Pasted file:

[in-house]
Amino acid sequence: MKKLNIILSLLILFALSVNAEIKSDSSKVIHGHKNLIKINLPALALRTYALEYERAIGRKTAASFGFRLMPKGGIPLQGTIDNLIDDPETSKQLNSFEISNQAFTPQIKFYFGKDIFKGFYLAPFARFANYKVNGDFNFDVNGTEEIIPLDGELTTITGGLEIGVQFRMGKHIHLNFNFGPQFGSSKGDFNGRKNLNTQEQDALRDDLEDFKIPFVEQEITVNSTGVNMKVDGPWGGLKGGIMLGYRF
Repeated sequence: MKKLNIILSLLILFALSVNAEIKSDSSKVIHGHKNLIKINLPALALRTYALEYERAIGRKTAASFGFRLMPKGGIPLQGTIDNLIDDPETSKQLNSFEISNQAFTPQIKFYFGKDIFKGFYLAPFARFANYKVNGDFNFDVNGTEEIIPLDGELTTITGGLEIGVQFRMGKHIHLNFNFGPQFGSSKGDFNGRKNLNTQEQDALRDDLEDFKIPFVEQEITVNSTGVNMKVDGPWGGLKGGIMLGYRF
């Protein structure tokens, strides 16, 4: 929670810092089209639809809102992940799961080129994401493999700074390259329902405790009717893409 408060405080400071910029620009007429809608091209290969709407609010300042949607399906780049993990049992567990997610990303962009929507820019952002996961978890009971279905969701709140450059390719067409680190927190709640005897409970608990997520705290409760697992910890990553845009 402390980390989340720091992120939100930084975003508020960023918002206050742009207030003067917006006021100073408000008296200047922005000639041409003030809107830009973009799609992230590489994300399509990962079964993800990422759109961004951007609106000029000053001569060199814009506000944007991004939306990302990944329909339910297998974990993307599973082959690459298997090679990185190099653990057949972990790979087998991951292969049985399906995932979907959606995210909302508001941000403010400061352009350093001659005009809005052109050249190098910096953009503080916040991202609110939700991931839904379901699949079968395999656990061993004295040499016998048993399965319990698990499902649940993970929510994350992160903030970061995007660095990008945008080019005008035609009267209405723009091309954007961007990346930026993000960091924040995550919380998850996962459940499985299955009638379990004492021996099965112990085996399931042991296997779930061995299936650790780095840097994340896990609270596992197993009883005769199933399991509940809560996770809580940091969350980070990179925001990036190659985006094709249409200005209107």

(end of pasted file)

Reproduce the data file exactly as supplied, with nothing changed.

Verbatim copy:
[in-house]
Amino acid sequence: MKKLNIILSLLILFALSVNAEIKSDSSKVIHGHKNLIKINLPALALRTYALEYERAIGRKTAASFGFRLMPKGGIPLQGTIDNLIDDPETSKQLNSFEISNQAFTPQIKFYFGKDIFKGFYLAPFARFANYKVNGDFNFDVNGTEEIIPLDGELTTITGGLEIGVQFRMGKHIHLNFNFGPQFGSSKGDFNGRKNLNTQEQDALRDDLEDFKIPFVEQEITVNSTGVNMKVDGPWGGLKGGIMLGYRF
Repeated sequence: MKKLNIILSLLILFALSVNAEIKSDSSKVIHGHKNLIKINLPALALRTYALEYERAIGRKTAASFGFRLMPKGGIPLQGTIDNLIDDPETSKQLNSFEISNQAFTPQIKFYFGKDIFKGFYLAPFARFANYKVNGDFNFDVNGTEEIIPLDGELTTITGGLEIGVQFRMGKHIHLNFNFGPQFGSSKGDFNGRKNLNTQEQDALRDDLEDFKIPFVEQEITVNSTGVNMKVDGPWGGLKGGIMLGYRF
């Protein structure tokens, strides 16, 4: 929670810092089209639809809102992940799961080129994401493999700074390259329902405790009717893409 408060405080400071910029620009007429809608091209290969709407609010300042949607399906780049993990049992567990997610990303962009929507820019952002996961978890009971279905969701709140450059390719067409680190927190709640005897409970608990997520705290409760697992910890990553845009 402390980390989340720091992120939100930084975003508020960023918002206050742009207030003067917006006021100073408000008296200047922005000639041409003030809107830009973009799609992230590489994300399509990962079964993800990422759109961004951007609106000029000053001569060199814009506000944007991004939306990302990944329909339910297998974990993307599973082959690459298997090679990185190099653990057949972990790979087998991951292969049985399906995932979907959606995210909302508001941000403010400061352009350093001659005009809005052109050249190098910096953009503080916040991202609110939700991931839904379901699949079968395999656990061993004295040499016998048993399965319990698990499902649940993970929510994350992160903030970061995007660095990008945008080019005008035609009267209405723009091309954007961007990346930026993000960091924040995550919380998850996962459940499985299955009638379990004492021996099965112990085996399931042991296997779930061995299936650790780095840097994340896990609270596992197993009883005769199933399991509940809560996770809580940091969350980070990179925001990036190659985006094709249409200005209107």